The Kentucky Wonder pole beans are in, as are the Brandywine and Goldie tomatoes, which means its canning time in my kitchen. It's a satisfying time, when the cutting table is piled high with produce and the kitchen takes on the feel of a Turkish steam bath as kettles and pressure canners rattle and hiss throughout the summer afternoon. Before we had air conditioning my mother would hang a sheet between the kitchen and the living room in a hopeless bid to keep the heat from turning the rest of her house into a damp oven. But now the miracle of central air keeps this old country house very tolerable, even during the canning season.
By Sunday evening the shelves around the kitchen are full of quart Ball Mason jars filled with a mix of bright red and gold tomatoes next to others filled with dark green Kentucky Wonders. There is comfort in seeing those jars lined up. All winter we use the put back harvest, frying up slices of salt meat in my grandmother Mama Grace's cast iron Dutch oven and then emptying a quart jar of beans into it. We cook them down slowly until the water is half gone, replaced by a savory pot liquor. There is no better medicine against the dark, bitter cold weeks of February than a newly opened jar of dead ripe, homegrown tomatoes. When I open a jar, they smell like summer.
The closets in my Mama Grace's and my mother's house were always filled with quart jars of Kentucky Wonders. While no one in my family would ever join an exclusive country club or live in a gated community, we are snobs when it comes to green beans. Anything other than a Kentucky Wonder is simply a lower standard of living. I know some people will grow Blue Lakes, but then some people will wear polyester blend T-shirts. And I'll never know why some people go to the trouble to plant bush beans when with just a bit more work, they could enjoy the superior flavor and texture of a pole bean.
My mother, who is back driving her muscle car after falling and breaking her hip two Aprils ago, came over the other day to help me snap a bushel of Kentucky Wonders. Only okra is more odious to pick than green beans. By the time my mother arrived I was sweat-soaked and my arms were scratched and itching from the burr-like leaves of the bean vines. It was the third picking and the beans were big and shelly, starting to show some insect damage. We arranged our pans and baskets and then sitting opposite one another, our knees almost touching, we began to snap and string the bushel of beans.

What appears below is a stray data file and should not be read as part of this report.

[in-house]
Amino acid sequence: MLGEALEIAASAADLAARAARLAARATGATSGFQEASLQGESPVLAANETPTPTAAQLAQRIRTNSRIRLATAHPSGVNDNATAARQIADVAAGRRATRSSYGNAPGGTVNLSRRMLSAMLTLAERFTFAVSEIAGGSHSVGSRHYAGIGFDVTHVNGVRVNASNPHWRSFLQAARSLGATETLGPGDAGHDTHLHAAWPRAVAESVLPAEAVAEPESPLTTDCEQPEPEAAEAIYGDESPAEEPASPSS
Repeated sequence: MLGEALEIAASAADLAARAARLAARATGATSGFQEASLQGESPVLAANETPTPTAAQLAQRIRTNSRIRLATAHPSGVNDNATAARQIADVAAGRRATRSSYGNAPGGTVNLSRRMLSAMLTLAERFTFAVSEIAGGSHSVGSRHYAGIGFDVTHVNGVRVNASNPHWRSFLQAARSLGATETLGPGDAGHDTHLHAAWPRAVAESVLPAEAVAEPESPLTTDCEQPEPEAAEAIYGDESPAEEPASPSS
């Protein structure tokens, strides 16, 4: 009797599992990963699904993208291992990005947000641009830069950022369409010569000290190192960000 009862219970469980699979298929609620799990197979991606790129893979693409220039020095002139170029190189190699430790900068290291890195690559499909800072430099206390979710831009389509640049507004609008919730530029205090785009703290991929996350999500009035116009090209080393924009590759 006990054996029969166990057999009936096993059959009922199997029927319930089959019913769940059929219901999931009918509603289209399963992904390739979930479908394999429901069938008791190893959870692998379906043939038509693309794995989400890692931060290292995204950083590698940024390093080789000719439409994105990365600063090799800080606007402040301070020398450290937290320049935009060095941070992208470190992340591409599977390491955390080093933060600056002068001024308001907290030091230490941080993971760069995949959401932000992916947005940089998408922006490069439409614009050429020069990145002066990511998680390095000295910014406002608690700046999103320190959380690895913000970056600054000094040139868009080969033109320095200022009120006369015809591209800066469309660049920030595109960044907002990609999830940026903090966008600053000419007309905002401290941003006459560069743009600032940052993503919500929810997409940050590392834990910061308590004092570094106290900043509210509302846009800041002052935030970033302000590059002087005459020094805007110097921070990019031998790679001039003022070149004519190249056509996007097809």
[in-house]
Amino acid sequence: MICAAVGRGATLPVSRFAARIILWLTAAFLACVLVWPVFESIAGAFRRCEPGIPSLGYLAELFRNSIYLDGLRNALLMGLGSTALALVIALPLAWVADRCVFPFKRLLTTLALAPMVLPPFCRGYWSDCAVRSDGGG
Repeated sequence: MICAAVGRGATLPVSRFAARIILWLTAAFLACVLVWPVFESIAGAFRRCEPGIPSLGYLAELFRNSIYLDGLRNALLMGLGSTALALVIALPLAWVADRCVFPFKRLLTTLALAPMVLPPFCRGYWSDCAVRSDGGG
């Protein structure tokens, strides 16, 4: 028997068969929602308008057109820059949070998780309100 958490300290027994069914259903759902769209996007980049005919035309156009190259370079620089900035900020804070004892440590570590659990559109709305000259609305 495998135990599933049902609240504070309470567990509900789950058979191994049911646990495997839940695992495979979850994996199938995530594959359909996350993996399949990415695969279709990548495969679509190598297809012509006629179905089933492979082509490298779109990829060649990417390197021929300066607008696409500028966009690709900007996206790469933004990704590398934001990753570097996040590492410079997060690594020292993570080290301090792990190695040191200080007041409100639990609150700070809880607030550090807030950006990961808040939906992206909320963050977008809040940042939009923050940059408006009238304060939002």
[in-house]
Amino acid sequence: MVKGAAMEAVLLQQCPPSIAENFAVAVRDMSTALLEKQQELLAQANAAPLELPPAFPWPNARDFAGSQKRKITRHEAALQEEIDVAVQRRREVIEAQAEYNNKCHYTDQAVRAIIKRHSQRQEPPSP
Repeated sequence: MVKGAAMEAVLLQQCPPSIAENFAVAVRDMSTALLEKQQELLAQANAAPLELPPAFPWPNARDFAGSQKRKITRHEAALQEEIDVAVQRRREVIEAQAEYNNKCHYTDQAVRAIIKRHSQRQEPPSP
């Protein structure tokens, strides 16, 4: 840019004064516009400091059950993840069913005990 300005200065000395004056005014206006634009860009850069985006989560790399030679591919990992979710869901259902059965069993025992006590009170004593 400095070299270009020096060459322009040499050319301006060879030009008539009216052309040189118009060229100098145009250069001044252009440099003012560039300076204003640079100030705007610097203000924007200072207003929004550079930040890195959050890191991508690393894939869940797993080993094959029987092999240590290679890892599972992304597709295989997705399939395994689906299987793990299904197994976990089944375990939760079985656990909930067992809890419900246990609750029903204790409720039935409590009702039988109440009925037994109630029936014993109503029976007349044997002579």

Snapping and stringing green beans is like chanting with your fingers. Snapping beans invites conversation, so there we sat for several hours, just talking. The mother forgot to give advice on everything from child rearing to the dangers of travel. The son forgot to be in a hurry and remembered to listen to his mother as she entertained him with childhood stories of her pet chicken, a funny Mexican gardening hat and Depression era tales. Snapping a bushel of beans slows the world down and allows you to savor the friend, family member or neighbor across from you.
Like a good pot roast, fresh Kentucky Wonders are best prepared on the weekend when they can be given the two and a half hours of slow cooking time they need. Fry up some grease from the salt meat, add the beans, then cover with water and put the lid on halfway. The water may have to be replaced twice, but at the end you should have enough pot liquor left to not quite cover the beans and they should be dark, leathery and tender. Other string beans can't stand up to the cooking and become mushy.
By Saturday I should have another half-bushel to snap and can along with a couple hundred blemished tomatoes. Come February, that icy, dark month, our kitchen shelves will be stacked high with quart jars of tomatoes and beans, canned summer.
Alan Leveritt, a Cabot-area organic farmer, also is publisher of the Arkansas Times.